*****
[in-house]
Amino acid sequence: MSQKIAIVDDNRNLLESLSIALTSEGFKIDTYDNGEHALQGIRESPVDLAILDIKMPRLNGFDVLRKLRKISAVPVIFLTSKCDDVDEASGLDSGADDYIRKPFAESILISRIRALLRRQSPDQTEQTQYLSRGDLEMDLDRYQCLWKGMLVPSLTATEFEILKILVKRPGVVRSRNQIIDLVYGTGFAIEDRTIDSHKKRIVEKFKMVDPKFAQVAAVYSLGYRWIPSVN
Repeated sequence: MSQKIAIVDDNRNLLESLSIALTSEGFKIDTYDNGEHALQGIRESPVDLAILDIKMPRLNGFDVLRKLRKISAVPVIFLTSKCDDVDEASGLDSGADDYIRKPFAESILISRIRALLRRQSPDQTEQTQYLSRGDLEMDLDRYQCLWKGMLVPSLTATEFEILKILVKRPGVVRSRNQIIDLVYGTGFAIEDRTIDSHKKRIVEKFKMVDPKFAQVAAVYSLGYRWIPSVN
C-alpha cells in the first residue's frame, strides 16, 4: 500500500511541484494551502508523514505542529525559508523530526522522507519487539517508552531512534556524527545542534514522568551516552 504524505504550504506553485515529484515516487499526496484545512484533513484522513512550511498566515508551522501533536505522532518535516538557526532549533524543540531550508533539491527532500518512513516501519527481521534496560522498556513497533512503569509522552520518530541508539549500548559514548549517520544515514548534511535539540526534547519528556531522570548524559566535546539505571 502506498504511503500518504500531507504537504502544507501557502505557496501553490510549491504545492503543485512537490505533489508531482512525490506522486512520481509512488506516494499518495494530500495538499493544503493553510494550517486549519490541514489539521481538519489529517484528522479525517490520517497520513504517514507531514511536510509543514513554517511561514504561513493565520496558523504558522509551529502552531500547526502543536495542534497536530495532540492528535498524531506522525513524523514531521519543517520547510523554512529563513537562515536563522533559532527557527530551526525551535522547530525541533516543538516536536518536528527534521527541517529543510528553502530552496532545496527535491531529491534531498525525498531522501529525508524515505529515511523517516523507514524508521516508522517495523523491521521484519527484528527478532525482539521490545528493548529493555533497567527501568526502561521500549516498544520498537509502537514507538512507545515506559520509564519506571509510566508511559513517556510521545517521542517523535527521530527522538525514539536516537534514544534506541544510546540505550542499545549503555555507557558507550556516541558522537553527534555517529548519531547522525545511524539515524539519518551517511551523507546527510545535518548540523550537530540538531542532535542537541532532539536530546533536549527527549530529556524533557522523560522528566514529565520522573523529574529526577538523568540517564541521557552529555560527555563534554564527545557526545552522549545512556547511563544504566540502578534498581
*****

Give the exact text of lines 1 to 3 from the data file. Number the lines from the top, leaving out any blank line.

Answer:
[in-house]
Amino acid sequence: MSQKIAIVDDNRNLLESLSIALTSEGFKIDTYDNGEHALQGIRESPVDLAILDIKMPRLNGFDVLRKLRKISAVPVIFLTSKCDDVDEASGLDSGADDYIRKPFAESILISRIRALLRRQSPDQTEQTQYLSRGDLEMDLDRYQCLWKGMLVPSLTATEFEILKILVKRPGVVRSRNQIIDLVYGTGFAIEDRTIDSHKKRIVEKFKMVDPKFAQVAAVYSLGYRWIPSVN
Repeated sequence: MSQKIAIVDDNRNLLESLSIALTSEGFKIDTYDNGEHALQGIRESPVDLAILDIKMPRLNGFDVLRKLRKISAVPVIFLTSKCDDVDEASGLDSGADDYIRKPFAESILISRIRALLRRQSPDQTEQTQYLSRGDLEMDLDRYQCLWKGMLVPSLTATEFEILKILVKRPGVVRSRNQIIDLVYGTGFAIEDRTIDSHKKRIVEKFKMVDPKFAQVAAVYSLGYRWIPSVN